The combination valve assembly is shown in figure 6-6. It directs the flow of air through the canister to the breathing bag.


 The OBA has two types of straps: harness and waist (fig. 67). The harness straps go over your shoulders and snap into D rings. They support the weight of the OBA. The waist strap goes around your body and helps keep the OBA from swinging away from you.





OBA QUICK-STARTING CANISTER.- The quick-starting canister (fig. 6-8) is painted

Figure 6-5.-Breastplate assembly.

Figure 6-6.-Combination valve assembly.

green. This is the canister that you will use for all evolutions other than training. The training canister is discussed later. Figure 6-9 shows a cutaway view of the canister. The rubber gasket provides an airtight seal when the canister is in the operating position in the OBA. The copper foil seal protects the chemicals from moisture until the canister is ready for use. The chlorate candle, which is built into the canister, produces oxygen for about 5 minutes. You will be able to breathe in the oxygen and exhale it just as if you were not wearing an OBA. The moisture and carbon dioxide from your exhaled breath activate the chemicals in the canister. The chemicals in the canister cleanse your exhaled breath of the moisture and carbon dioxide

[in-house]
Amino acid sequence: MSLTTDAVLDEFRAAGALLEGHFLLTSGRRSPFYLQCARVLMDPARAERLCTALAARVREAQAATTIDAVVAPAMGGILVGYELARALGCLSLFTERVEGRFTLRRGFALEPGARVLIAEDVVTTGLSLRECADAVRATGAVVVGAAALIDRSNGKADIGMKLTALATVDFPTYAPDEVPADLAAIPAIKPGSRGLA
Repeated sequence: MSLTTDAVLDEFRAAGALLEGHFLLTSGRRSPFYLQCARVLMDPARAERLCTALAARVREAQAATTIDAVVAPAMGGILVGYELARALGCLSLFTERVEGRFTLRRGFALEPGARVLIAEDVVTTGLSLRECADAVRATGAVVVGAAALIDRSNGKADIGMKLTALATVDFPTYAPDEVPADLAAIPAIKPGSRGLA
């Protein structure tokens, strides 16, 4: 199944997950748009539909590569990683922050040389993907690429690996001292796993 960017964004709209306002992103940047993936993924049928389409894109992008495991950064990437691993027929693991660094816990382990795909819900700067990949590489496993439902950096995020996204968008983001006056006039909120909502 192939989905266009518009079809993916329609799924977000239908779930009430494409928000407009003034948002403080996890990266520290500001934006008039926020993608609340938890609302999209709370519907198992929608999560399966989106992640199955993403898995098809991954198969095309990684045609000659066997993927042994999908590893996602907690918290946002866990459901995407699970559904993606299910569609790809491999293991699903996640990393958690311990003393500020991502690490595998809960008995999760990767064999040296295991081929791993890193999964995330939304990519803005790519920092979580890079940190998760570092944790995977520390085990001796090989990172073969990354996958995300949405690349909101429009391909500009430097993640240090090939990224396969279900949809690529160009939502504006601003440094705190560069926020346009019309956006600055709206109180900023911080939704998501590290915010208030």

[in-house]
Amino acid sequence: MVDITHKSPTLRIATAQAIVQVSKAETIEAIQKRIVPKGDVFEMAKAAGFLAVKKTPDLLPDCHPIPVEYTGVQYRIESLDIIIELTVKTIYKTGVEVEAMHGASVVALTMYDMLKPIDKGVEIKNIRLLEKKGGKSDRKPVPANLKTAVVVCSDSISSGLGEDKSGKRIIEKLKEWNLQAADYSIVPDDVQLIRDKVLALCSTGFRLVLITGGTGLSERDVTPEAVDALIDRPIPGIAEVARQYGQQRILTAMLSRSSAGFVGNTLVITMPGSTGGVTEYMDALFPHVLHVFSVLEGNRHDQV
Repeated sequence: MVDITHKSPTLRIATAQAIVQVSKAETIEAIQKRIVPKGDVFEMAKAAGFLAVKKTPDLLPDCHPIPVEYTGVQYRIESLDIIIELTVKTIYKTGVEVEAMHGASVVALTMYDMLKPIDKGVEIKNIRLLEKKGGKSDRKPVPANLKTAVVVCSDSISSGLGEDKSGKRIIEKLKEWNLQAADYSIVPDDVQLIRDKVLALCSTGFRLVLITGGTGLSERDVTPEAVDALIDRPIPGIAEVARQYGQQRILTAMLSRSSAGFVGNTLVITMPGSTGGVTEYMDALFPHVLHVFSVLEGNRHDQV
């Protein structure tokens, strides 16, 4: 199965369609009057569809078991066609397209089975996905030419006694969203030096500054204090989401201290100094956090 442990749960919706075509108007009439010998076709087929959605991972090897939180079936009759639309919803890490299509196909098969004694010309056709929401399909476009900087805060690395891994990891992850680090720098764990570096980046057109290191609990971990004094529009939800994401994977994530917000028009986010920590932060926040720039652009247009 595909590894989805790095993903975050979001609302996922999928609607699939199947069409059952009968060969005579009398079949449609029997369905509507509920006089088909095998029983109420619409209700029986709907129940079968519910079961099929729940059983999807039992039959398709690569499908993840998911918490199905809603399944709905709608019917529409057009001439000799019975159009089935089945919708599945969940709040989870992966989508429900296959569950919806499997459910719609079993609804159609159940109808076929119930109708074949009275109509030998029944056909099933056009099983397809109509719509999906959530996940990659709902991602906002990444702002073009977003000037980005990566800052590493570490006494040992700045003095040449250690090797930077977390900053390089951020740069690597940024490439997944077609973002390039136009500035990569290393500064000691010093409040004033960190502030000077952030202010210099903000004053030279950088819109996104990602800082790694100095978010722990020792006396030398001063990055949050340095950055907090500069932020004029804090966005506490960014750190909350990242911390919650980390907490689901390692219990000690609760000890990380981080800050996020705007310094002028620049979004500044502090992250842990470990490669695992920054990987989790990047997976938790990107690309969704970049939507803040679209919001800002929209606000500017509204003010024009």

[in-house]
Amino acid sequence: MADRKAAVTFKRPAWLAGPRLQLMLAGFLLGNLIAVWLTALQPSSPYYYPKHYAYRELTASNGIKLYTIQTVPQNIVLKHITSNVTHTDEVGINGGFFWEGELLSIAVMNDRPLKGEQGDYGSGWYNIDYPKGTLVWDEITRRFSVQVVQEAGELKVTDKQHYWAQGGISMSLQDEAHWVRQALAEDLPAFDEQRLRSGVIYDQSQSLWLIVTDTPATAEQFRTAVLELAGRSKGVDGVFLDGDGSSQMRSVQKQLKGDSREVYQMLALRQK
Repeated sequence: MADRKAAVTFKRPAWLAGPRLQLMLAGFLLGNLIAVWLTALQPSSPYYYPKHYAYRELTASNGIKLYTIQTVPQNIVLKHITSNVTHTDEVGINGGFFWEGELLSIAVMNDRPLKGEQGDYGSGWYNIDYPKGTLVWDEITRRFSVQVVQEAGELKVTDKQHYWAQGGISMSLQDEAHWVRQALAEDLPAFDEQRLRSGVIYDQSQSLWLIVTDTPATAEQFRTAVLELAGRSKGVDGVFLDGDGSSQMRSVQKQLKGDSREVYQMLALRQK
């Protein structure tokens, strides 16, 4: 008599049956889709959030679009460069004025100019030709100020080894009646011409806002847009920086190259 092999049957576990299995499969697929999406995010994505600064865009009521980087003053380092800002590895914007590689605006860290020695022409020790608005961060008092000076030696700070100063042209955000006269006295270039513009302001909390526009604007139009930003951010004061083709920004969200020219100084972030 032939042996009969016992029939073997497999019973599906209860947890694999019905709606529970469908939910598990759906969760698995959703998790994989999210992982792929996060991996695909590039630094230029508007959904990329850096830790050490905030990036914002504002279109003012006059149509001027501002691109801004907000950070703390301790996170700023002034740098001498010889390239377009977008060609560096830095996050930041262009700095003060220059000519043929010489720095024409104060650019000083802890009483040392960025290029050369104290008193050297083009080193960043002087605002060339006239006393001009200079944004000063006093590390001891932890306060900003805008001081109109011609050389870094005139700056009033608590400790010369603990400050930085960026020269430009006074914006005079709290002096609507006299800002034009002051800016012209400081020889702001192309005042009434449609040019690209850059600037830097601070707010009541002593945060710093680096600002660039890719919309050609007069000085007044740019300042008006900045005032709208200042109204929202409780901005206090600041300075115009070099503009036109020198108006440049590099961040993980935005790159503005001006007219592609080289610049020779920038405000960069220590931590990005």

Figure 6-7.-Harness and waist strap.

Figure 6-8.-Front view of quick-starting canister for use with Type A-4 oxygen breathing apparatus.

Figure 6-9.-Cross-sectional view of quickstarting canister.

and return the remainer of the air to you as you inhale.